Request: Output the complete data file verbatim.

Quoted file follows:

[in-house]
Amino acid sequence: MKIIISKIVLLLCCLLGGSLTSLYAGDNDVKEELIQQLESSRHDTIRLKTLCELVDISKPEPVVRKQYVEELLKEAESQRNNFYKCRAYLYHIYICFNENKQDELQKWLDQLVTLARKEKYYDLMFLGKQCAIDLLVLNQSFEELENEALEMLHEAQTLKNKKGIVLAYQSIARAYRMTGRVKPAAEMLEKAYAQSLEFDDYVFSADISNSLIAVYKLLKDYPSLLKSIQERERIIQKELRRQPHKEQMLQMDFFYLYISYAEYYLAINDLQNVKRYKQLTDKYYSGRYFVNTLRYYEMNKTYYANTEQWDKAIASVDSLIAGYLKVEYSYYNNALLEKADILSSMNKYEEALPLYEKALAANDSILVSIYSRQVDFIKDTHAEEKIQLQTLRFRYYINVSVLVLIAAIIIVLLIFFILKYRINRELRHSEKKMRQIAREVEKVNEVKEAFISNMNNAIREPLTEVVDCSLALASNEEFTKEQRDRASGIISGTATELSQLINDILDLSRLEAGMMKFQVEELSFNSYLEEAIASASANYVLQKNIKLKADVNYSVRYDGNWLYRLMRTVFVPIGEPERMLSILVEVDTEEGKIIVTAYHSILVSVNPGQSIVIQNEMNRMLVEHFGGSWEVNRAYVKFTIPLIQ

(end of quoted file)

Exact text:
[in-house]
Amino acid sequence: MKIIISKIVLLLCCLLGGSLTSLYAGDNDVKEELIQQLESSRHDTIRLKTLCELVDISKPEPVVRKQYVEELLKEAESQRNNFYKCRAYLYHIYICFNENKQDELQKWLDQLVTLARKEKYYDLMFLGKQCAIDLLVLNQSFEELENEALEMLHEAQTLKNKKGIVLAYQSIARAYRMTGRVKPAAEMLEKAYAQSLEFDDYVFSADISNSLIAVYKLLKDYPSLLKSIQERERIIQKELRRQPHKEQMLQMDFFYLYISYAEYYLAINDLQNVKRYKQLTDKYYSGRYFVNTLRYYEMNKTYYANTEQWDKAIASVDSLIAGYLKVEYSYYNNALLEKADILSSMNKYEEALPLYEKALAANDSILVSIYSRQVDFIKDTHAEEKIQLQTLRFRYYINVSVLVLIAAIIIVLLIFFILKYRINRELRHSEKKMRQIAREVEKVNEVKEAFISNMNNAIREPLTEVVDCSLALASNEEFTKEQRDRASGIISGTATELSQLINDILDLSRLEAGMMKFQVEELSFNSYLEEAIASASANYVLQKNIKLKADVNYSVRYDGNWLYRLMRTVFVPIGEPERMLSILVEVDTEEGKIIVTAYHSILVSVNPGQSIVIQNEMNRMLVEHFGGSWEVNRAYVKFTIPLIQ